Saturday, December 31, 2005

hands across the sky

Liverpool Street, Guelph

Friday, December 30, 2005

Speed River Trail

Beautiful trail for hiking, skiing, cycling on the north edge of town - runs along the east side of the Speed River from Woodlawn to Victoria - part of a trail network, you can continue in either direction - north to the lake or south to Riverside Park. Side trails off the main one provide access to trickier (icy right now) shoreline ambles.

Speed River Trail

Thursday, December 29, 2005

Wild Birch Bark

27 hectare bike free hiking area handy to south Guelph - off Kortright between Scottsdale and Edinburgh.

"Preservation Park opened October 19, 1989.

The size of Preservation Park is equivalent to the acreage of trees saved from the amount of newsprint collected in the first year of the Curbside Recycling Program in the City of Guelph.

An equivalent acreage of Rain Forest was purchased in the name of the children of the City of Guelph." ...more

Preservation Park, Guelph

Wednesday, December 28, 2005

Guelph Lake Stump

Stumps seem to be scrabbling out of the low water at Guelph Lake in the winter. Congregating onshore and waiting for spring too.

Guelph Lake

Tuesday, December 27, 2005

bell at eden mills

Yesterday we went for a walk along the Eramosa River up to the gates of Eden Mills. It was boxing day and I'm happy to report no boxing was taking place at the church cemetery.
Detail of the bell on top of the Eden Mills Presbyterian Church.

Eden Mills

Monday, December 26, 2005

tree in rock

The Eromosa River valley is part of a complex series of meltwater channels associated with the retreating Wisconsinan ice about 13,000 to 12,000 years ago. They drained the ice margins retreating both into the Huron and Ontario Basins...more
Eramosa River valley, near Eden Mills

Sunday, December 25, 2005

waiting for opening time

A popular medieval feast was that of St. Nicholas of Myra, a saint said to visit children with gifts and admonitions just before Christmas. This story evolved into the modern practice of leaving gifts for children said to be brought by "Santa Claus," a derivative of the Dutch name for St. Nicholas--Sinterklaas.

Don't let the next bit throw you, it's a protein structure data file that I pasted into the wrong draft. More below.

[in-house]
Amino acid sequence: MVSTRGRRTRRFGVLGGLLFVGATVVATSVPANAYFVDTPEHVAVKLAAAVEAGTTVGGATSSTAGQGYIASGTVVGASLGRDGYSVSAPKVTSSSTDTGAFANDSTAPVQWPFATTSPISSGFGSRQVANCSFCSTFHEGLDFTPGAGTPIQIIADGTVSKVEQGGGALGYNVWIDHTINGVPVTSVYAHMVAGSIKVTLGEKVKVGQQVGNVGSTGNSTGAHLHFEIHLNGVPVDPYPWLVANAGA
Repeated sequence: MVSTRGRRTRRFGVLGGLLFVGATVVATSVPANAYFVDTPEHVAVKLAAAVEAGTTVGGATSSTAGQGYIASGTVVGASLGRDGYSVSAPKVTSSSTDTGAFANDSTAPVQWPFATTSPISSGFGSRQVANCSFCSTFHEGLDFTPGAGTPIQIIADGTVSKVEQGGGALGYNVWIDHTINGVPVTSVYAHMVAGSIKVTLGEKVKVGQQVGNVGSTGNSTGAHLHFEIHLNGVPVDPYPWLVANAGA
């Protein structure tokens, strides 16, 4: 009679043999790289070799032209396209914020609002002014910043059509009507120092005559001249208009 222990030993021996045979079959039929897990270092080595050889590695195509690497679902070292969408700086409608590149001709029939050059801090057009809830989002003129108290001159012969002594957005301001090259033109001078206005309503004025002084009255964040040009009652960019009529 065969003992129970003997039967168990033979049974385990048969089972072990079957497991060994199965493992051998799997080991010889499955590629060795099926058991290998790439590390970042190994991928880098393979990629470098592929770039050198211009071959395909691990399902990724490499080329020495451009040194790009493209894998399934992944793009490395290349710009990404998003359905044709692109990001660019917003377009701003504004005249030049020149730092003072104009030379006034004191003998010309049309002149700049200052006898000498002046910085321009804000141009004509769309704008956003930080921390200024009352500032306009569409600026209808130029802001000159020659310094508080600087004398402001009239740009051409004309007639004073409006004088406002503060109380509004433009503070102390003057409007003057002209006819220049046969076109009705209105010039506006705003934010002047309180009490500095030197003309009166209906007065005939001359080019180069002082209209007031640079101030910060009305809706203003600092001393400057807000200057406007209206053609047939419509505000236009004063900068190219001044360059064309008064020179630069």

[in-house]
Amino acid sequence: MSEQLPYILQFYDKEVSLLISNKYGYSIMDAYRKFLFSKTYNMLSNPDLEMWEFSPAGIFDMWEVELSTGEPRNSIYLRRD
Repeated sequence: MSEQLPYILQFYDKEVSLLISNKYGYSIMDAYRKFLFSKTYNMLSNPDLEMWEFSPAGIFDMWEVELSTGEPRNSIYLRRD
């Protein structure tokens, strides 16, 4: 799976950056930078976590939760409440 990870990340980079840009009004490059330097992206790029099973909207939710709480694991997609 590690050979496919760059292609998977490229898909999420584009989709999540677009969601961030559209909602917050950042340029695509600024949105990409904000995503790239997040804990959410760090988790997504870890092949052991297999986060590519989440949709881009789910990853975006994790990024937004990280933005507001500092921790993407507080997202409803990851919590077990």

from This Day in History

Saturday, December 24, 2005

rising sun

The post solstice sun was rising as we went to the farmers' market to pick up some fresh food.

Gordon Street, Guelph

Friday, December 23, 2005

snow arch & birch

In winter Rockwood Conservation Area offers a quiet and beautiful place to hike or sled.
There are many varieties of birch trees - I'm guessing these are Paper Birch.

Rockwood C.A.

Thursday, December 22, 2005

aye I eye

We stopped to oogle several ostriches. They seemed very curious and came up to the fence to check us out. I was leery of getting too close and got the feeling they were just as wary.


Wednesday, December 21, 2005

Detail from Pioneer Family

At the Macdonald Stewart Art Centre there is a sculpture park which includes this work, Pioneer Family, made in 1988 by Andreas Drenters of Rockwood.

MSAC, Guelph

Tuesday, December 20, 2005

Eden Mills

Early December morning in a forest along the Eramosa River near Eden Mills.

Eden Mills

Monday, December 19, 2005

icy lip

Ever wondered how thick the ice is in your area? If you live in Canada you can find a map at the Canadian Ice Service with that information.

Rockwood Conservation Area

Sunday, December 18, 2005

sun through the sumac

Crawford Lake is a meromictic lake which has preserved pollen from 500 years ago allowing archeologists to date the native village located there to the 1400's. It has been reconstructed - worth the visit - a beautiful location - good hiking along the escarpment.

Crawford Lake

Saturday, December 17, 2005

blue popup

This is a photograph of a pop up card my son, Alec, made for me last Christmas.
If you're interested in paper art you really should check out the astonishing folded paper works of David Huffman.


Friday, December 16, 2005

snow and stump

Snow crystals are the hieroglyphs sent from the sky.
Ukichiro Nakaya

Hast thou entered into the treasures of the snow?
Book of Job

How full of creative genius is the air in which these are generated! I should hardly admire them more if real stars fell and lodged on my coat.
Henry David Thoreau

Along the Speed River, Guelph

Thursday, December 15, 2005


This week's Photo Friday theme is weight.
This is a shot of Peggy's Cove in Nova Scotia from the mid-70's.